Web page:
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No More Tears

March 15, 2012

No more crying because the faucet is keeping you up at night going drip, drip, drip….and you are slamming your head under the pillow.

Just like electricity where I tell you “turn it OFF”. I am telling you to turn it OFF. This time it’s the water supply. Turn OFF the water. You don’t want it squirting you in the face. Trust me it does not work well to have it shooting up in the air while you try to shove the faucet pieces back down in the hole. I tried it, it doesn’t work. (Yes, really)

Now, lower the sink stopper and cover it with a small cloth (just in case you drop a part). What I am teaching you is how to replace the O-ring (a little teeny tiny black rubber ring) and the washer. The parts go in this order in a compression faucet:

Screw, handle, packing nut, spindle, O-ring, washer, bib screw, valve seat, sink faucet area where handle is connected. This way if you do drop something you know the order it goes back together in.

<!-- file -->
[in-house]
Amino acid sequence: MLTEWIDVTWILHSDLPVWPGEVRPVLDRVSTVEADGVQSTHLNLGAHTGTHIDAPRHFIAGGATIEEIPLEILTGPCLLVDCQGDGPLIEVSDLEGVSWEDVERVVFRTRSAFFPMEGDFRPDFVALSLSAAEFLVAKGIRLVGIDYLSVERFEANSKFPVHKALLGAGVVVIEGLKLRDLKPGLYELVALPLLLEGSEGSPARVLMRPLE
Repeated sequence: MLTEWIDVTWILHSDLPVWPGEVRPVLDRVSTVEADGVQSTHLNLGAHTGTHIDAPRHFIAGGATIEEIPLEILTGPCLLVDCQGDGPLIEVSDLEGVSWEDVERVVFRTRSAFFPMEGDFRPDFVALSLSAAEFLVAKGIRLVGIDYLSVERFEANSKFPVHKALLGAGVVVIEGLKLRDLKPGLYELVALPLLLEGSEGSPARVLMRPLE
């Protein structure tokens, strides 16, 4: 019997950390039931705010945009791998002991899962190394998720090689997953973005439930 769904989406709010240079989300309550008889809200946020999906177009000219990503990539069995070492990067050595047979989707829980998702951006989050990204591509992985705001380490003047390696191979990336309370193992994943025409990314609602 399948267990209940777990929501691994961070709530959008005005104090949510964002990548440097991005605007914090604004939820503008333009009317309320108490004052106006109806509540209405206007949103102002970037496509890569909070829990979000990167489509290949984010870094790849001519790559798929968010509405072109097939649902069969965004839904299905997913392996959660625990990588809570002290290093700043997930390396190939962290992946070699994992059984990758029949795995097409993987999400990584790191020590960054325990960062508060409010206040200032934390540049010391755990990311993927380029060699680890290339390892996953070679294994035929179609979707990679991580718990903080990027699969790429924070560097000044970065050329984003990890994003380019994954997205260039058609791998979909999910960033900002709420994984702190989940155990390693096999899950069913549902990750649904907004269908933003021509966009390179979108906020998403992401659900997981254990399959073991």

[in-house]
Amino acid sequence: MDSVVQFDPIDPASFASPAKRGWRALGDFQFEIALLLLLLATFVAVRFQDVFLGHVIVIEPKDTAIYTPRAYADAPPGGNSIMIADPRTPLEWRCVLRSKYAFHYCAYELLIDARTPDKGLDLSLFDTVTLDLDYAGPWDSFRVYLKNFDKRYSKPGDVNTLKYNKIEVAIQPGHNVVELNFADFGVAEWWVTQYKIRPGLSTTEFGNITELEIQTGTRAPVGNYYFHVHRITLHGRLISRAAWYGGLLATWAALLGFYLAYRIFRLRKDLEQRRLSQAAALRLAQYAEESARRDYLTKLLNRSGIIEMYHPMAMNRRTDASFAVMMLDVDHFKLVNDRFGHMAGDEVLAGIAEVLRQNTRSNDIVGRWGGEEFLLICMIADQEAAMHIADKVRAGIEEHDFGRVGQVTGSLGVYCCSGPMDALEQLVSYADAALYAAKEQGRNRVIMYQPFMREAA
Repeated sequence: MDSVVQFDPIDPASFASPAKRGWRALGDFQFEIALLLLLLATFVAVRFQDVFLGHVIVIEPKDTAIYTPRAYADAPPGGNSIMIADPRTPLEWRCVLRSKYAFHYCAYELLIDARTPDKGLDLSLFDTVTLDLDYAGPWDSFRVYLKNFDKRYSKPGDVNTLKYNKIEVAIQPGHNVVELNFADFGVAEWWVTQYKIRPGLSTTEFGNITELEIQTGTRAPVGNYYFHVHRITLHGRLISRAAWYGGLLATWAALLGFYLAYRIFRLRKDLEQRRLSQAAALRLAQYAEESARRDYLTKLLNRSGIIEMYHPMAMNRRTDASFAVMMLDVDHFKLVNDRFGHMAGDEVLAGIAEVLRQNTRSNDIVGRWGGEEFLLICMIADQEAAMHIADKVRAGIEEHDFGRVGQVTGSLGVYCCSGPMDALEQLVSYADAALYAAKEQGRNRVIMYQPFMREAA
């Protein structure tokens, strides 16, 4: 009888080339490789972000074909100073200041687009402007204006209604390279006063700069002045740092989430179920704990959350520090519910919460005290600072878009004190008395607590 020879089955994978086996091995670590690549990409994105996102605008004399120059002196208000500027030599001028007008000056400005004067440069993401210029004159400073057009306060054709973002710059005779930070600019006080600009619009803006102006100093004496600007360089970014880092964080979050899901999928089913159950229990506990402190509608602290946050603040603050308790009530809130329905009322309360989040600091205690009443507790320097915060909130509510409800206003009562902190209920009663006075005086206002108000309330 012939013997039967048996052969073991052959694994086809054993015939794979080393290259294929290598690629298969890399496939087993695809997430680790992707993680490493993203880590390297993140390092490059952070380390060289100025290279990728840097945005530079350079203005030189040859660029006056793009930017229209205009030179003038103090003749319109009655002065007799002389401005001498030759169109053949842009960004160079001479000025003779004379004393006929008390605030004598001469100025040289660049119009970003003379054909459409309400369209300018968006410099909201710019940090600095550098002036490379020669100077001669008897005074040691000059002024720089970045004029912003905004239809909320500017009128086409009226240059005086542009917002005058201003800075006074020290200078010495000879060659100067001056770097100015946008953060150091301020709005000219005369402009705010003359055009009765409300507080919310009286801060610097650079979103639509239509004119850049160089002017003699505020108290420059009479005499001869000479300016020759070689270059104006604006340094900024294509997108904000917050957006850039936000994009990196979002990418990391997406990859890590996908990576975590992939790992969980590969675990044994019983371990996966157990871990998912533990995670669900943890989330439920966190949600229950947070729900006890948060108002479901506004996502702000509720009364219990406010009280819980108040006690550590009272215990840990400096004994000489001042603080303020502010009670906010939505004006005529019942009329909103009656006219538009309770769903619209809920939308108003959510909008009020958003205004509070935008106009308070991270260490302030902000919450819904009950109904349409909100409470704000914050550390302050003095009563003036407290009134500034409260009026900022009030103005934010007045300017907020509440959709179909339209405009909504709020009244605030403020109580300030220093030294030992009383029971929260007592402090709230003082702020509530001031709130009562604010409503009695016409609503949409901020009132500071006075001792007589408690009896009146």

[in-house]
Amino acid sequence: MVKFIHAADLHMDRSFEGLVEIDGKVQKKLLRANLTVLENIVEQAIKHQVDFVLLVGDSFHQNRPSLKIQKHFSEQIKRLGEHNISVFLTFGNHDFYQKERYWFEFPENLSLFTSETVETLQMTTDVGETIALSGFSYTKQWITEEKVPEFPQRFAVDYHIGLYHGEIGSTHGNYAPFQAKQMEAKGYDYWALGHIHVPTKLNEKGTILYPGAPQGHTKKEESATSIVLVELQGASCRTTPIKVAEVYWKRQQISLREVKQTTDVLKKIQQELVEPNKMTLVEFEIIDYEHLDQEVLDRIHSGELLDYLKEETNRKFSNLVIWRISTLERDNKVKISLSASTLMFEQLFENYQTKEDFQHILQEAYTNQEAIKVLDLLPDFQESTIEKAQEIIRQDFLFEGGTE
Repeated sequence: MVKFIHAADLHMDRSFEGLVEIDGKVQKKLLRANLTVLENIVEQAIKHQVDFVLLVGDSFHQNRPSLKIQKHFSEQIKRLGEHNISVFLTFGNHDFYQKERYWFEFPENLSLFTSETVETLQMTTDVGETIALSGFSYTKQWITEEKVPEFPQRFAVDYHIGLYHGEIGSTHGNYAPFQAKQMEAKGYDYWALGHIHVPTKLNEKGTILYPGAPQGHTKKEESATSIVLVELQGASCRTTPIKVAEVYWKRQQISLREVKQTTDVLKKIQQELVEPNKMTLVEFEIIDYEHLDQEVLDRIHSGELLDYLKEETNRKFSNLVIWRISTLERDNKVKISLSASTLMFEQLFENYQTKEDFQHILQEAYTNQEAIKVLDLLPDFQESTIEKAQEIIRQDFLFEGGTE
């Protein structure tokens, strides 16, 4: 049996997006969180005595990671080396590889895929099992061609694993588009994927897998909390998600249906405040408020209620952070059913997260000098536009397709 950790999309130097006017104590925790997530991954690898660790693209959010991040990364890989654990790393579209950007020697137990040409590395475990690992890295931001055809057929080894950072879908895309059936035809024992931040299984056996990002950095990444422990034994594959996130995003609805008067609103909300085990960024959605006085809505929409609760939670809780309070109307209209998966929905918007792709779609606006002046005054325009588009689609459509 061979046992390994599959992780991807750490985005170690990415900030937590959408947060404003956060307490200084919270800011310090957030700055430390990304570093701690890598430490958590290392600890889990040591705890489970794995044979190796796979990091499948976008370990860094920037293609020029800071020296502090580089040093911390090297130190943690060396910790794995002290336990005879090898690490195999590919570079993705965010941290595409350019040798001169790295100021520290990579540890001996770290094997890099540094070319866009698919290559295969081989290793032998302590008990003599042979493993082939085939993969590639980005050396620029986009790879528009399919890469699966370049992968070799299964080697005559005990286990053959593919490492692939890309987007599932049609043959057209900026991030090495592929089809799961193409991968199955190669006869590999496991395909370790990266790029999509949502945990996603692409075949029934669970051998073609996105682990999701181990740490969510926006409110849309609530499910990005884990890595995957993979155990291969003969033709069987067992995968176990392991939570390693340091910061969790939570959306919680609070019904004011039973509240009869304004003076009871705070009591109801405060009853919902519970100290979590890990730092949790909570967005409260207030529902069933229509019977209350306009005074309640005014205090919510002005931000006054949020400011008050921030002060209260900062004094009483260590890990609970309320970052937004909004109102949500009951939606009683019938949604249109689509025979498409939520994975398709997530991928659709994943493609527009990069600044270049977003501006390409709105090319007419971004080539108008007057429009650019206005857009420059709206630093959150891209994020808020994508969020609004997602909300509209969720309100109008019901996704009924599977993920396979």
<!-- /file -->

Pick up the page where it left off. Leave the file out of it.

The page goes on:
Have on hand a new O-ring, and a universal washer kit. I usually wait to buy the O-ring until after I have taken off the old one so I can make an exact match at the hardware store. I find it is too hard to guess what size I need. The tools you will need are a screwdriver and water pump pliers. This is a pretty easy fix so you won’t need more than an hour of time to complete the job even for a first-timer.

  1. After turning OFF the water, take off the cap covering the screw. Remove the screw and take off the handle. Unscrew the packing nut using the water pump pliers.
  2. Using a screwdriver, remove the bib screw that holds the washer. Remove the old washer and throw it away. Remove the O-ring. Don’t cut it because you need to match it with one that you bought or are going to buy. It has to be correct or it won’t work! (No one likes when their O-ring doesn’t fit and it leaks).
  3. Now it’s the fun part of putting it all back together again. Remember to use a new O-ring and washer that are the same sizes as the ones you removed.

If you forgot how you took the faucet apart you can look at my paragraph above and go backwards in assembly and you will know what goes where.

Was that fun, or what? Now you can have a good night’s sleep and you can thank me for it. No more Mr. Sandman. Just ToolBox TomGirl.

To women holding hammers (and fixing leaky faucets),

Jo Ellen Soesbee, The ToolBox TomGirl

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